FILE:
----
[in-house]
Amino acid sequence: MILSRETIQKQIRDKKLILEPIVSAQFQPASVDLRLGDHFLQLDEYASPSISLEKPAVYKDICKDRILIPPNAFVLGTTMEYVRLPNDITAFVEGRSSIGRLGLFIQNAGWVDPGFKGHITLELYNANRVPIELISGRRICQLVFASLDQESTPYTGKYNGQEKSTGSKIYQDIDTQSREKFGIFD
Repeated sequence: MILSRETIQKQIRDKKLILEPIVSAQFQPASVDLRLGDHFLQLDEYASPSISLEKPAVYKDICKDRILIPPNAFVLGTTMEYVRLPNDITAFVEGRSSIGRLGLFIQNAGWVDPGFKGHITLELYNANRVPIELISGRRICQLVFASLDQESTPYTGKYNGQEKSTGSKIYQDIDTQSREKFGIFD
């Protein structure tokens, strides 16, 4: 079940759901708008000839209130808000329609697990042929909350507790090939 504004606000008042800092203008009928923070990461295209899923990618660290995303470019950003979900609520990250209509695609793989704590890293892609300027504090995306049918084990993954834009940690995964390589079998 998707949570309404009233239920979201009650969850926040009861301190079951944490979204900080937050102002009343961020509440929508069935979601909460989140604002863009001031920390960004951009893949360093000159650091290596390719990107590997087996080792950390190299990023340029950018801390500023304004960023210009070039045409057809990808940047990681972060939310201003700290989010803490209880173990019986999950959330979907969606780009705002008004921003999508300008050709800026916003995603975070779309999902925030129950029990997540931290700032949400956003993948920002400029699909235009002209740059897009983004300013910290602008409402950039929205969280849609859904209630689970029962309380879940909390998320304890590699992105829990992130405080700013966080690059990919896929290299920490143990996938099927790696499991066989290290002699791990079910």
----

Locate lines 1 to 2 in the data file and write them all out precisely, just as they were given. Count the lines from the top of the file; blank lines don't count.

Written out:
[in-house]
Amino acid sequence: MILSRETIQKQIRDKKLILEPIVSAQFQPASVDLRLGDHFLQLDEYASPSISLEKPAVYKDICKDRILIPPNAFVLGTTMEYVRLPNDITAFVEGRSSIGRLGLFIQNAGWVDPGFKGHITLELYNANRVPIELISGRRICQLVFASLDQESTPYTGKYNGQEKSTGSKIYQDIDTQSREKFGIFD